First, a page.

Initiatives like the Human Microbiome Project, which surveys the human body’s resident microorganisms and how they interact with our genes to influence health and disease, have mostly focused on bacteria. However, scientists cannot continue to ignore viruses, fungi, and other bugs! Traditionally, we have focused on bacteria because they are easy to clone, allowing us to replicate parts of their genome that may shed light on our own evolution. With the advent of newer and “sexier” technologies like virus detection microchips and high throughput sequencing, we can turn our attention to studying our interactions with viruses in more detail. As we learn more about the viruses in our gastrointestinal and respiratory tracts, I will be very much surprised if there are no helpful inhabitants among them.
Carl, you also discuss zoonotic diseases like AIDS, influenza, SARS, and Ebola, but let’s not forget that how investigators decide where and when to sample for potential pathogens is also important. Hotspot modeling allows us to target surveillance efforts to ‘hot spots’ for human disease—the areas where human pathogens are most likely to emerge. The EcoHealth Alliance is a pioneer in this field and an advocate for the idea of One Health, which promotes collaboration among environmental scientists, vets, and clinicians.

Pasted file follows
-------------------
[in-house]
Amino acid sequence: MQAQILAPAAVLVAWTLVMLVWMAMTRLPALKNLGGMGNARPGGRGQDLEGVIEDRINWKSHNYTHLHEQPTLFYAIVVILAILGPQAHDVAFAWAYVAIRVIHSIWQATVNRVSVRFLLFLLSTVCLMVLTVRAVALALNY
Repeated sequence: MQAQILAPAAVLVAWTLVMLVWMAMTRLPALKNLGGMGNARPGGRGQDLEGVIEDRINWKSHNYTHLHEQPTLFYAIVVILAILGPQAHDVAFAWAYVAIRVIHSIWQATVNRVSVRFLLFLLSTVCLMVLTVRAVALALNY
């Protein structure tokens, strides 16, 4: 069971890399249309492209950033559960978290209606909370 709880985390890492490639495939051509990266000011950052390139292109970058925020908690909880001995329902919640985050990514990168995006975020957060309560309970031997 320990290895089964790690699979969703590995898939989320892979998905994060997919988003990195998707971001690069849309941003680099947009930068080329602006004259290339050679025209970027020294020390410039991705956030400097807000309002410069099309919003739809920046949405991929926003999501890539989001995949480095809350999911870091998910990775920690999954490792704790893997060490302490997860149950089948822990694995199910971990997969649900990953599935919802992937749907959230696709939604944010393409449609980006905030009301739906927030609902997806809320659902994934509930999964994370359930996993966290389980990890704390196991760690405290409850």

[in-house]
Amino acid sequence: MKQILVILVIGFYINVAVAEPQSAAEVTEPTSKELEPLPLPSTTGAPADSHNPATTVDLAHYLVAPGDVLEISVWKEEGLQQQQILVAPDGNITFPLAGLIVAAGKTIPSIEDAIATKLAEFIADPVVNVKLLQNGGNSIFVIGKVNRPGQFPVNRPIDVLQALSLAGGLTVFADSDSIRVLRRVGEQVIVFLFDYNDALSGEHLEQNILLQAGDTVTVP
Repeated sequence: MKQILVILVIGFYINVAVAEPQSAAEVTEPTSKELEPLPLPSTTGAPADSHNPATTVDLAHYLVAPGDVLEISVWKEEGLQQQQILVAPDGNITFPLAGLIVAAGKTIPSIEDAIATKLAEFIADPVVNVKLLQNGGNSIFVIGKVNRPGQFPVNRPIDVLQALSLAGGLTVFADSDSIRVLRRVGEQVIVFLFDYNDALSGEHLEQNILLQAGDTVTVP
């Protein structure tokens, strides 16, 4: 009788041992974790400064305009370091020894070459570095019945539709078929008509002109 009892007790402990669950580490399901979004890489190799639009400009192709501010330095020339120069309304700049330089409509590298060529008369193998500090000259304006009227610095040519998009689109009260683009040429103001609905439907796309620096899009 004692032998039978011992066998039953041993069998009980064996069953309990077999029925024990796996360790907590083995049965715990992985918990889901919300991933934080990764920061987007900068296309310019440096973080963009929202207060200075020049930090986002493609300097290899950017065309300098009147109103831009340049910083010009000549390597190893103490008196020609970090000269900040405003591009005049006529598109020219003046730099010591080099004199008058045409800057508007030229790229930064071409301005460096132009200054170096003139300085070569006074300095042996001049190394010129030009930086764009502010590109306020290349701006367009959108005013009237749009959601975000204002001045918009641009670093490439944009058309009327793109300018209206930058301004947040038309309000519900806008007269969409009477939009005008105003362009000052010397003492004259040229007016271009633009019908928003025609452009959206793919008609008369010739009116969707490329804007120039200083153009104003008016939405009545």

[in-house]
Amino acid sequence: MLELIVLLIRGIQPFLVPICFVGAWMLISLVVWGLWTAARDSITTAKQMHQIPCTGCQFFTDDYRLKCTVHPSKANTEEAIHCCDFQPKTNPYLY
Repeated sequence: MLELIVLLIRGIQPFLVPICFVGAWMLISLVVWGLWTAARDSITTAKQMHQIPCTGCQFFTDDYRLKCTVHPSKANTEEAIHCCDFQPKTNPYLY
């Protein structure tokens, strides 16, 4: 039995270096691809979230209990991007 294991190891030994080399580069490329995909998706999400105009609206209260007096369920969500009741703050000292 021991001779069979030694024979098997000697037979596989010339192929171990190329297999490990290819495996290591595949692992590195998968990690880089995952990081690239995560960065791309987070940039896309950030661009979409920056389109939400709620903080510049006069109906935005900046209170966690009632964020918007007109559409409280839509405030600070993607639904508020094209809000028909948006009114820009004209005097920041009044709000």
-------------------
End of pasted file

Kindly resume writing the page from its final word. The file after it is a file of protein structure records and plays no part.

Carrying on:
And what about those curious about how microbe hunters do what we do? What are the platforms we use to find known and novel agents? How do we prove relationship to disease (or equally important, disprove a causative relationship)? Carl, let’s give them directions! The work we do the Center for Infection and Immunity helps to answer some of those queries. We provide links to papers and interviews that address these challenges as well as video demonstrations of some relevant technologies
Last (but not least), as this is not a peer reviewed publication, and I have been encouraged to let my imagination run free, I wonder whether you might consider a chapter in a potential sequel focused on how microbes may alter host behavior to enhance their growth and dissemination. For example, rabies is associated with the inability to swallow, leading to the accumulation of saliva that contains rabies virus, and with aggressive (rabid) behavior that facilitates its spread. It is possible, though I have no experimental proof, that when herpes simplex virus infects the sacral ganglia, it may (in)advertently stimulate nerve endings in the pelvic area , promoting sexual activity and increasing the likelihood it will move into another host.
Carl, thanks again for sending me a preview copy of your book. I look forward to many spirited discussions!
W. Ian Lipkin
Thanks for your reflections. There’s a lot to ponder in them, but I’m most intrigued by your most speculative ideas—namely, whether viruses manipulate their hosts for their own benefit. As we discover more and more viruses, I suspect that scientists will indeed find good evidence that at least some viruses act like puppet masters.
I first became familiar with this sort of strategy while writing my previous book, Parasite Rex. Some of the most spectacular examples of parasite manipulation come from animal parasites. The lancet fluke—a parasitic flatworm—has a life cycle that takes it from snails to ants to grazing mammals like cows or sheep. Getting from one species to another is no simple feat. The lancet fluke has ways of manipulating one host after another to make its way through life. Mammals release the fluke eggs in their droppings, which are then eaten by snails. The snails defend themselves by coating the eggs in slime and then “coughing” them up. Ants passing by find the slime delicious, and devour it, along with the eggs inside.